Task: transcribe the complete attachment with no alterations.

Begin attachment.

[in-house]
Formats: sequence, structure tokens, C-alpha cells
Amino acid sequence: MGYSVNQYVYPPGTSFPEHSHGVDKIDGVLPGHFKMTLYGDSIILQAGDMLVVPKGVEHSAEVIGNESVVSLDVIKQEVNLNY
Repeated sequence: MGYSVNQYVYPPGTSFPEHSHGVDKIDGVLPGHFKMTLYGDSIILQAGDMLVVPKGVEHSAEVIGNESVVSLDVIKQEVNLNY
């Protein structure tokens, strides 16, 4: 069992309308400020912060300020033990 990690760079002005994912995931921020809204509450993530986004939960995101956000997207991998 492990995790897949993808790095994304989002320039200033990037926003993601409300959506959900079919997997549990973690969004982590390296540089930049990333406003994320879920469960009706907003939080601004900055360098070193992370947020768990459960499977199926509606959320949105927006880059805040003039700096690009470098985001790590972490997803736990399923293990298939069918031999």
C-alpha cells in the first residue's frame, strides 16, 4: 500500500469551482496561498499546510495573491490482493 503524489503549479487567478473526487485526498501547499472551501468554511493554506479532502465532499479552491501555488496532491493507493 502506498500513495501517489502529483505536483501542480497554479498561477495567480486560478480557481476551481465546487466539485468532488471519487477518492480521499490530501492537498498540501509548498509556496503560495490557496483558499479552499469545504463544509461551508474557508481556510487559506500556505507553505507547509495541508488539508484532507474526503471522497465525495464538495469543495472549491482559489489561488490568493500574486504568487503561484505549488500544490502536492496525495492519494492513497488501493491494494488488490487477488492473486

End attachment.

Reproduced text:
[in-house]
Formats: sequence, structure tokens, C-alpha cells
Amino acid sequence: MGYSVNQYVYPPGTSFPEHSHGVDKIDGVLPGHFKMTLYGDSIILQAGDMLVVPKGVEHSAEVIGNESVVSLDVIKQEVNLNY
Repeated sequence: MGYSVNQYVYPPGTSFPEHSHGVDKIDGVLPGHFKMTLYGDSIILQAGDMLVVPKGVEHSAEVIGNESVVSLDVIKQEVNLNY
């Protein structure tokens, strides 16, 4: 069992309308400020912060300020033990 990690760079002005994912995931921020809204509450993530986004939960995101956000997207991998 492990995790897949993808790095994304989002320039200033990037926003993601409300959506959900079919997997549990973690969004982590390296540089930049990333406003994320879920469960009706907003939080601004900055360098070193992370947020768990459960499977199926509606959320949105927006880059805040003039700096690009470098985001790590972490997803736990399923293990298939069918031999």
C-alpha cells in the first residue's frame, strides 16, 4: 500500500469551482496561498499546510495573491490482493 503524489503549479487567478473526487485526498501547499472551501468554511493554506479532502465532499479552491501555488496532491493507493 502506498500513495501517489502529483505536483501542480497554479498561477495567480486560478480557481476551481465546487466539485468532488471519487477518492480521499490530501492537498498540501509548498509556496503560495490557496483558499479552499469545504463544509461551508474557508481556510487559506500556505507553505507547509495541508488539508484532507474526503471522497465525495464538495469543495472549491482559489489561488490568493500574486504568487503561484505549488500544490502536492496525495492519494492513497488501493491494494488488490487477488492473486